The government will try to reduce excessive drinking in Japan, according to a draft plan to be endorsed by the Cabinet in May. The government says it will establish at least one medical institution specializing in alcoholism in each prefecture, while setting numerical targets to reduce the lifestyle-related diseases that result from heavy drinking. The initiative, while welcome, comes late in a country where alcohol-related health problems are all too common.
The government plan is good, as far as it goes, but remains insufficient to counter the devastating effects of widespread alcohol abuse. A health ministry survey in 2013 estimated that 800,000 people are seriously addicted to alcohol and nearly 10 million people have a potential dependency problem. The number of those receiving treatment is less than 50,000.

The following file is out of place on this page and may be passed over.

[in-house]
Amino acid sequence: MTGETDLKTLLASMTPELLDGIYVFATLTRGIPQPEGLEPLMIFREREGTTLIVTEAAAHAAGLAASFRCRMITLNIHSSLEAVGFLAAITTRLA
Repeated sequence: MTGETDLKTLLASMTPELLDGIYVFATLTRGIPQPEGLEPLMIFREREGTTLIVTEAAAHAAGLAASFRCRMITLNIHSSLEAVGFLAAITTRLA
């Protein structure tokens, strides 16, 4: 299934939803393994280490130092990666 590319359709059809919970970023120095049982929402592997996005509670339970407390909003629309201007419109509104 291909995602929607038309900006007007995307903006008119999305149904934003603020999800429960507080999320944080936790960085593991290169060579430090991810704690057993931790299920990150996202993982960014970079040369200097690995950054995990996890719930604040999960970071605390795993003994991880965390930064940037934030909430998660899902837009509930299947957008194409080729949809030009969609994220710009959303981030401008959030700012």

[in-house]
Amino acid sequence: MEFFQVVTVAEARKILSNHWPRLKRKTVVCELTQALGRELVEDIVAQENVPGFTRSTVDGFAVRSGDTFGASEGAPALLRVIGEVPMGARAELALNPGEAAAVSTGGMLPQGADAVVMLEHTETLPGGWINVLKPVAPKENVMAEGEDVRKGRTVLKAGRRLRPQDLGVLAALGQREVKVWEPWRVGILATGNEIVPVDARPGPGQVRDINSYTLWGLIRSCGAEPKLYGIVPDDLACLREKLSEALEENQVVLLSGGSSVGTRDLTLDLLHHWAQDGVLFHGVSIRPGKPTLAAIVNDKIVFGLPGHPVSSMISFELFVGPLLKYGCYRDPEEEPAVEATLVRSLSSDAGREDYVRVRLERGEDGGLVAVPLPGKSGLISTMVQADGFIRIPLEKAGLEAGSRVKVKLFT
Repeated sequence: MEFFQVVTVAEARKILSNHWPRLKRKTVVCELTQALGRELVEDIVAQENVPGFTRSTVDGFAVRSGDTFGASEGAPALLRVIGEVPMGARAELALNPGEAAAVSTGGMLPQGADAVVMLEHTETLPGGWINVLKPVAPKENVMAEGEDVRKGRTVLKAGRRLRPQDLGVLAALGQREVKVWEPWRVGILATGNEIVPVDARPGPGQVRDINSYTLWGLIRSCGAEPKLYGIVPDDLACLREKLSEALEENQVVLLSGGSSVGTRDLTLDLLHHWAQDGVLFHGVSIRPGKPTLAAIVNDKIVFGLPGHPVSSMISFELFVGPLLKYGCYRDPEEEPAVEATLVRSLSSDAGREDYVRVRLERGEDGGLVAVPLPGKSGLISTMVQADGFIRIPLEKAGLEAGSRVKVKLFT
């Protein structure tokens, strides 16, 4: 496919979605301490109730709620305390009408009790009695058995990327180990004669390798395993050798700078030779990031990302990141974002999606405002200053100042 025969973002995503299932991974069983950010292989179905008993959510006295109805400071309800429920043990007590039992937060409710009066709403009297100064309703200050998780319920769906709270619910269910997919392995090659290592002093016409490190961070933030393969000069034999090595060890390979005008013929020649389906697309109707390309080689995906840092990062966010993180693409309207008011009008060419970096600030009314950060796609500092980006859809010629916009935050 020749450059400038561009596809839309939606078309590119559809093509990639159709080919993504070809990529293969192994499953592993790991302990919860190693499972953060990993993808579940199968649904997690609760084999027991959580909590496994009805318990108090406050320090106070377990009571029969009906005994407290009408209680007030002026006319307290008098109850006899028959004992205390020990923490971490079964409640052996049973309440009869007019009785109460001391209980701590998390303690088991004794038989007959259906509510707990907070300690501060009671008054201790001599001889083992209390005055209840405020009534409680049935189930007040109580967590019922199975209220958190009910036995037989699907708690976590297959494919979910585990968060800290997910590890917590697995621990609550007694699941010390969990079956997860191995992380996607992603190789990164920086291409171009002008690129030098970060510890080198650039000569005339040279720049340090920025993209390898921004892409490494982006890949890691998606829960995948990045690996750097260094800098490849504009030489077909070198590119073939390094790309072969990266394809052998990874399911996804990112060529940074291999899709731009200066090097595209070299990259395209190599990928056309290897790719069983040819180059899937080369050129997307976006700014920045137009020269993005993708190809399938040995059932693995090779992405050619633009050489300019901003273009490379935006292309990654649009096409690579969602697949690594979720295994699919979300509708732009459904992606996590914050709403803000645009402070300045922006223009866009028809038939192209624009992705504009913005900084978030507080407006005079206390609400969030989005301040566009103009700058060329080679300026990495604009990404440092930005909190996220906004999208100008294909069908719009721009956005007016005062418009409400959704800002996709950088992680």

The government wants to reduce the percentage of excessive drinkers among male adults to 13 percent by fiscal 2020, down from 15.8 percent in 2014. It also seeks to lower the percentage of female heavy drinkers to 6.4 percent from 8.8 percent. These targets are achievable, but far from enough.